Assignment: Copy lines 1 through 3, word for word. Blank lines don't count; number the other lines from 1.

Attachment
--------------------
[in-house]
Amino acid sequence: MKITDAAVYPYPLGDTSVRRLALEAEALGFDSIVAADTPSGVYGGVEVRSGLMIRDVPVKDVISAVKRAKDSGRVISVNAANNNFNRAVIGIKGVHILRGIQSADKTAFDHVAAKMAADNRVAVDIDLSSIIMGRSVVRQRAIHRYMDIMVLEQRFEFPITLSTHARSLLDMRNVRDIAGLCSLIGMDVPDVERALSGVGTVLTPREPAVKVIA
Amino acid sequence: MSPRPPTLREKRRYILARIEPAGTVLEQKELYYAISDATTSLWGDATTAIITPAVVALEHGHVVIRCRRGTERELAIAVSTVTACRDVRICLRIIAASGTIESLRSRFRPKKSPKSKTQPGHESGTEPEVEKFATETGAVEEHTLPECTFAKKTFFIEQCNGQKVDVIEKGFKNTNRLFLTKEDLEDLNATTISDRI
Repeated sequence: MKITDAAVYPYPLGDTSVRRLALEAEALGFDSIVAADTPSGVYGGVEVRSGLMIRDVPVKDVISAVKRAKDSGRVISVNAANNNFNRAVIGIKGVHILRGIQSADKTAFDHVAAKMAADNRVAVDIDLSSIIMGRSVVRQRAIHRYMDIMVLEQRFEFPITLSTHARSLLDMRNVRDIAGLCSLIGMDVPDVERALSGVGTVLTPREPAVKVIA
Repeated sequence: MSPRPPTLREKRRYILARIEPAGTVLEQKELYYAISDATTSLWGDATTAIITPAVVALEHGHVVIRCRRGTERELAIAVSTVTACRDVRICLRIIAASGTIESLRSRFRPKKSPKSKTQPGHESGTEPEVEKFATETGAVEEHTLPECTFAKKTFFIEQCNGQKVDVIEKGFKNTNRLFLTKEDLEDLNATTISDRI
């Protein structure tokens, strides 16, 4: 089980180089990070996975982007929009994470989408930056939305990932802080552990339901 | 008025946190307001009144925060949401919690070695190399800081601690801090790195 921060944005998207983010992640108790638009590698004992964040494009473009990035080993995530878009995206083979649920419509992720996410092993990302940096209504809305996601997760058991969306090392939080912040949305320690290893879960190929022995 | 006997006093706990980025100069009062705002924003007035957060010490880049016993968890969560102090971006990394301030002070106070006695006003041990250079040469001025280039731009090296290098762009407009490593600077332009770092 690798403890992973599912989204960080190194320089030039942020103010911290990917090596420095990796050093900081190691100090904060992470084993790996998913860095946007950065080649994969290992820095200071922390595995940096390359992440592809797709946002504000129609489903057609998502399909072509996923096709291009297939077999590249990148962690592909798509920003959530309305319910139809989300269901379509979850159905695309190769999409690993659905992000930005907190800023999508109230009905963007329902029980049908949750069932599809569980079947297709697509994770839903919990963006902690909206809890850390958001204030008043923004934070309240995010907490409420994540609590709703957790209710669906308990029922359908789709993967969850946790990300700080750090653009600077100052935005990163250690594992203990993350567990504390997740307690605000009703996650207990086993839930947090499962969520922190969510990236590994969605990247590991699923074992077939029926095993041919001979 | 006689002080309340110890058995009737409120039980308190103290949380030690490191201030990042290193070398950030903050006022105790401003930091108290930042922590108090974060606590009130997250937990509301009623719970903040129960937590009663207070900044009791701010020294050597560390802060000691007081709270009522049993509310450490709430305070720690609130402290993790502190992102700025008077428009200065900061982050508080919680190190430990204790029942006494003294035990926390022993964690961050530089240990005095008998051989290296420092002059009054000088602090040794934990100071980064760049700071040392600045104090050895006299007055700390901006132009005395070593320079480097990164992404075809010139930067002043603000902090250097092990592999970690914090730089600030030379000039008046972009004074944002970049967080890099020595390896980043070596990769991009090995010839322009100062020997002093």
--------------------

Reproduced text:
[in-house]
Amino acid sequence: MKITDAAVYPYPLGDTSVRRLALEAEALGFDSIVAADTPSGVYGGVEVRSGLMIRDVPVKDVISAVKRAKDSGRVISVNAANNNFNRAVIGIKGVHILRGIQSADKTAFDHVAAKMAADNRVAVDIDLSSIIMGRSVVRQRAIHRYMDIMVLEQRFEFPITLSTHARSLLDMRNVRDIAGLCSLIGMDVPDVERALSGVGTVLTPREPAVKVIA
Amino acid sequence: MSPRPPTLREKRRYILARIEPAGTVLEQKELYYAISDATTSLWGDATTAIITPAVVALEHGHVVIRCRRGTERELAIAVSTVTACRDVRICLRIIAASGTIESLRSRFRPKKSPKSKTQPGHESGTEPEVEKFATETGAVEEHTLPECTFAKKTFFIEQCNGQKVDVIEKGFKNTNRLFLTKEDLEDLNATTISDRI